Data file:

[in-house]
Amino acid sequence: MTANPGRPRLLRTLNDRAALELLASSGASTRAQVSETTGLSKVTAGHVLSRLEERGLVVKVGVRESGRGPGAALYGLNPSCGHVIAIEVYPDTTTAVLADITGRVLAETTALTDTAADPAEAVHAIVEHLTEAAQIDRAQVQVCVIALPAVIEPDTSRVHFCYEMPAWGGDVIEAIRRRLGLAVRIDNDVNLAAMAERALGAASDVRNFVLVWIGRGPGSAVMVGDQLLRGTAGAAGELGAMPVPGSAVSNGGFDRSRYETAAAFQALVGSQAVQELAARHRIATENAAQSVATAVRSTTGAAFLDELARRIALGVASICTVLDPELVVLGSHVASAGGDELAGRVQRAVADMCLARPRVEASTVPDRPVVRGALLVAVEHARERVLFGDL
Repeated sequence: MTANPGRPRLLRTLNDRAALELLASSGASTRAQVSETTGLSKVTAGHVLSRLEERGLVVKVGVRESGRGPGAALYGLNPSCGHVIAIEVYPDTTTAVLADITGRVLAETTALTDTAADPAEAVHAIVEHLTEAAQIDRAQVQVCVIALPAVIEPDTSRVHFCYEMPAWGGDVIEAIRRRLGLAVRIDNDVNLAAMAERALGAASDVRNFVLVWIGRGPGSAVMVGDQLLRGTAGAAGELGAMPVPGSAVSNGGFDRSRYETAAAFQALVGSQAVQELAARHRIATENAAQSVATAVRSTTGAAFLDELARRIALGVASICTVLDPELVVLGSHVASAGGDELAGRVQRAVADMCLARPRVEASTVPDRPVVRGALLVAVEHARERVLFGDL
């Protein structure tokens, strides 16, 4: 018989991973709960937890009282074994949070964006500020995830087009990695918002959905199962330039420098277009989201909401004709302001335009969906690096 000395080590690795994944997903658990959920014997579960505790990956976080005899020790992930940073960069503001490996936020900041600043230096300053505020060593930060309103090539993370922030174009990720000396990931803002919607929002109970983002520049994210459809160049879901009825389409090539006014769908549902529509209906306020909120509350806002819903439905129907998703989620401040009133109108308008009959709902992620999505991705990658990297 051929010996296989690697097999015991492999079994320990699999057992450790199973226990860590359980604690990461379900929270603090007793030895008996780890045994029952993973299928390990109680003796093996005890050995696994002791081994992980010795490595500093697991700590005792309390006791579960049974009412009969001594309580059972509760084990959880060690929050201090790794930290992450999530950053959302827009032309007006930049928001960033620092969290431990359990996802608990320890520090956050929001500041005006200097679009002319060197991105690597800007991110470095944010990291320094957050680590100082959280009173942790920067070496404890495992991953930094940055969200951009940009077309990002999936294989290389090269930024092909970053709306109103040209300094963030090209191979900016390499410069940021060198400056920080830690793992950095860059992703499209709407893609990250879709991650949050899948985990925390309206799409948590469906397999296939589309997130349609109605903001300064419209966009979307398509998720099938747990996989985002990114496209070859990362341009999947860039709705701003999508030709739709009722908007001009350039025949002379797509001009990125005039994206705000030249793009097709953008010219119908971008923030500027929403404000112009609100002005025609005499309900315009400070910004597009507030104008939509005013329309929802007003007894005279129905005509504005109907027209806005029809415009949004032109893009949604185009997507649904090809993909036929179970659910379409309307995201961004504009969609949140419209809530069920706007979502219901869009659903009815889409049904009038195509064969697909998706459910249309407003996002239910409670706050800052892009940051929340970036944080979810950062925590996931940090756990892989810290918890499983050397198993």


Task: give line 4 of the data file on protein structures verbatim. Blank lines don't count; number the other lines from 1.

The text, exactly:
């Protein structure tokens, strides 16, 4: 018989991973709960937890009282074994949070964006500020995830087009990695918002959905199962330039420098277009989201909401004709302001335009969906690096 000395080590690795994944997903658990959920014997579960505790990956976080005899020790992930940073960069503001490996936020900041600043230096300053505020060593930060309103090539993370922030174009990720000396990931803002919607929002109970983002520049994210459809160049879901009825389409090539006014769908549902529509209906306020909120509350806002819903439905129907998703989620401040009133109108308008009959709902992620999505991705990658990297 051929010996296989690697097999015991492999079994320990699999057992450790199973226990860590359980604690990461379900929270603090007793030895008996780890045994029952993973299928390990109680003796093996005890050995696994002791081994992980010795490595500093697991700590005792309390006791579960049974009412009969001594309580059972509760084990959880060690929050201090790794930290992450999530950053959302827009032309007006930049928001960033620092969290431990359990996802608990320890520090956050929001500041005006200097679009002319060197991105690597800007991110470095944010990291320094957050680590100082959280009173942790920067070496404890495992991953930094940055969200951009940009077309990002999936294989290389090269930024092909970053709306109103040209300094963030090209191979900016390499410069940021060198400056920080830690793992950095860059992703499209709407893609990250879709991650949050899948985990925390309206799409948590469906397999296939589309997130349609109605903001300064419209966009979307398509998720099938747990996989985002990114496209070859990362341009999947860039709705701003999508030709739709009722908007001009350039025949002379797509001009990125005039994206705000030249793009097709953008010219119908971008923030500027929403404000112009609100002005025609005499309900315009400070910004597009507030104008939509005013329309929802007003007894005279129905005509504005109907027209806005029809415009949004032109893009949604185009997507649904090809993909036929179970659910379409309307995201961004504009969609949140419209809530069920706007979502219901869009659903009815889409049904009038195509064969697909998706459910249309407003996002239910409670706050800052892009940051929340970036944080979810950062925590996931940090756990892989810290918890499983050397198993």